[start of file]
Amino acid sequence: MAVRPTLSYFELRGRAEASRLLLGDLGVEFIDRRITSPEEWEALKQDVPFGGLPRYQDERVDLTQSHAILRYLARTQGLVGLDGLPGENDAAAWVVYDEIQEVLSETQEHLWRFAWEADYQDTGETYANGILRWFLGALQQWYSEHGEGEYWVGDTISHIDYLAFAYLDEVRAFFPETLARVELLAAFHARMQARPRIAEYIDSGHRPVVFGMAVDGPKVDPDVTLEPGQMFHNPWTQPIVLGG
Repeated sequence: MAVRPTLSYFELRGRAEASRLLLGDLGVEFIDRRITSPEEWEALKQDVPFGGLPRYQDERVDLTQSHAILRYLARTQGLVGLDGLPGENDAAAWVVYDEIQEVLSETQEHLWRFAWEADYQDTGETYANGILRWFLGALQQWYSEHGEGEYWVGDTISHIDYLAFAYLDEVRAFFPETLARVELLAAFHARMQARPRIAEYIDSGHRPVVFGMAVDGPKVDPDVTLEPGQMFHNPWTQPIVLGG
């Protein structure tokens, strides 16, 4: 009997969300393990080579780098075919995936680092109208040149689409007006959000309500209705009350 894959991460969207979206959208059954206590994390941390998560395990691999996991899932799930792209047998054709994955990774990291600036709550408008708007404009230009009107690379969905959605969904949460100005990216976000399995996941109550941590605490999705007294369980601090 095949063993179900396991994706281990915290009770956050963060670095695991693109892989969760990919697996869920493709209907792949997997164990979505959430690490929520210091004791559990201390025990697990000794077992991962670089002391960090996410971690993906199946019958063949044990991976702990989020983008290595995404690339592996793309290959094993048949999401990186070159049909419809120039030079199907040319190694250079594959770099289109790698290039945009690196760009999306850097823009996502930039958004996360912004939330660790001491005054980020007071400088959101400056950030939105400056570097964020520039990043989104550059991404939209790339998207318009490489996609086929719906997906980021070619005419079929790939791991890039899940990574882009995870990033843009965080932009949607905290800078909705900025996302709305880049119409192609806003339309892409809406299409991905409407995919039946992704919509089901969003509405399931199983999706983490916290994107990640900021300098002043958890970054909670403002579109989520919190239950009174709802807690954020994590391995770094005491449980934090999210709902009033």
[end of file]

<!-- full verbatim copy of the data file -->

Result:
Amino acid sequence: MAVRPTLSYFELRGRAEASRLLLGDLGVEFIDRRITSPEEWEALKQDVPFGGLPRYQDERVDLTQSHAILRYLARTQGLVGLDGLPGENDAAAWVVYDEIQEVLSETQEHLWRFAWEADYQDTGETYANGILRWFLGALQQWYSEHGEGEYWVGDTISHIDYLAFAYLDEVRAFFPETLARVELLAAFHARMQARPRIAEYIDSGHRPVVFGMAVDGPKVDPDVTLEPGQMFHNPWTQPIVLGG
Repeated sequence: MAVRPTLSYFELRGRAEASRLLLGDLGVEFIDRRITSPEEWEALKQDVPFGGLPRYQDERVDLTQSHAILRYLARTQGLVGLDGLPGENDAAAWVVYDEIQEVLSETQEHLWRFAWEADYQDTGETYANGILRWFLGALQQWYSEHGEGEYWVGDTISHIDYLAFAYLDEVRAFFPETLARVELLAAFHARMQARPRIAEYIDSGHRPVVFGMAVDGPKVDPDVTLEPGQMFHNPWTQPIVLGG
């Protein structure tokens, strides 16, 4: 009997969300393990080579780098075919995936680092109208040149689409007006959000309500209705009350 894959991460969207979206959208059954206590994390941390998560395990691999996991899932799930792209047998054709994955990774990291600036709550408008708007404009230009009107690379969905959605969904949460100005990216976000399995996941109550941590605490999705007294369980601090 095949063993179900396991994706281990915290009770956050963060670095695991693109892989969760990919697996869920493709209907792949997997164990979505959430690490929520210091004791559990201390025990697990000794077992991962670089002391960090996410971690993906199946019958063949044990991976702990989020983008290595995404690339592996793309290959094993048949999401990186070159049909419809120039030079199907040319190694250079594959770099289109790698290039945009690196760009999306850097823009996502930039958004996360912004939330660790001491005054980020007071400088959101400056950030939105400056570097964020520039990043989104550059991404939209790339998207318009490489996609086929719906997906980021070619005419079929790939791991890039899940990574882009995870990033843009965080932009949607905290800078909705900025996302709305880049119409192609806003339309892409809406299409991905409407995919039946992704919509089901969003509405399931199983999706983490916290994107990640900021300098002043958890970054909670403002579109989520919190239950009174709802807690954020994590391995770094005491449980934090999210709902009033």